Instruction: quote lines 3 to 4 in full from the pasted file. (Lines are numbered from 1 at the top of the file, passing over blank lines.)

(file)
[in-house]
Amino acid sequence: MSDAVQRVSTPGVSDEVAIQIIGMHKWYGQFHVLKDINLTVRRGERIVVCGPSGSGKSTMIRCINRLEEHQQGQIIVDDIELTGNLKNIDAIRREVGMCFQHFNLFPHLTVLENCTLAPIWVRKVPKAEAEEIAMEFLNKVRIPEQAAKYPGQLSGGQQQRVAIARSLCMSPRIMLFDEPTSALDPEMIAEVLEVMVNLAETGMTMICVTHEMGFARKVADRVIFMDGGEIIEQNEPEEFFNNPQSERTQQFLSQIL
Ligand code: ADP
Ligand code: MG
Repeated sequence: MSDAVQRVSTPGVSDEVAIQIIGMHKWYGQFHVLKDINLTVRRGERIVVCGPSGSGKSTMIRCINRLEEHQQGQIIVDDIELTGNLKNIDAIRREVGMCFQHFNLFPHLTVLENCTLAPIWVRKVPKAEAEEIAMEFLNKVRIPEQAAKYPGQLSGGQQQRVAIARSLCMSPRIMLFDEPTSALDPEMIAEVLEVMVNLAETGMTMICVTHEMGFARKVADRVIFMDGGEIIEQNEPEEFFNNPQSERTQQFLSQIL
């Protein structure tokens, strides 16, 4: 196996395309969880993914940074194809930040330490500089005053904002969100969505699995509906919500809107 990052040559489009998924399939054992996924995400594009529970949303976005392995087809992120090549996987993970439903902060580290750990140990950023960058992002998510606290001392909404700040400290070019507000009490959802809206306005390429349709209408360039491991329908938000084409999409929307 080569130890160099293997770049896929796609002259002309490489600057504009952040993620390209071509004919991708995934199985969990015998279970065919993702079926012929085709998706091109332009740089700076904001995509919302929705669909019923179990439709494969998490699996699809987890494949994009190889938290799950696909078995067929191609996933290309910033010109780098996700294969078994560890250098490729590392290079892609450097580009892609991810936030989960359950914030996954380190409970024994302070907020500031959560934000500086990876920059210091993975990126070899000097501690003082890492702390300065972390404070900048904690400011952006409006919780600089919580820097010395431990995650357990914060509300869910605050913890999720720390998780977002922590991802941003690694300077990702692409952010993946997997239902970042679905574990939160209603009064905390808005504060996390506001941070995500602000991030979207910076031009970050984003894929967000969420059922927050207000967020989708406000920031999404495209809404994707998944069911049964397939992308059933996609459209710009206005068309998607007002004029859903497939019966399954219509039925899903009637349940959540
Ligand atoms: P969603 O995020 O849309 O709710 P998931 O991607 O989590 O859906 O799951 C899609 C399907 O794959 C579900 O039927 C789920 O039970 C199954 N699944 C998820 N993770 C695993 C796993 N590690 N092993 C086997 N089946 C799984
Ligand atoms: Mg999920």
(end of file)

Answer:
Ligand code: ADP
Ligand code: MG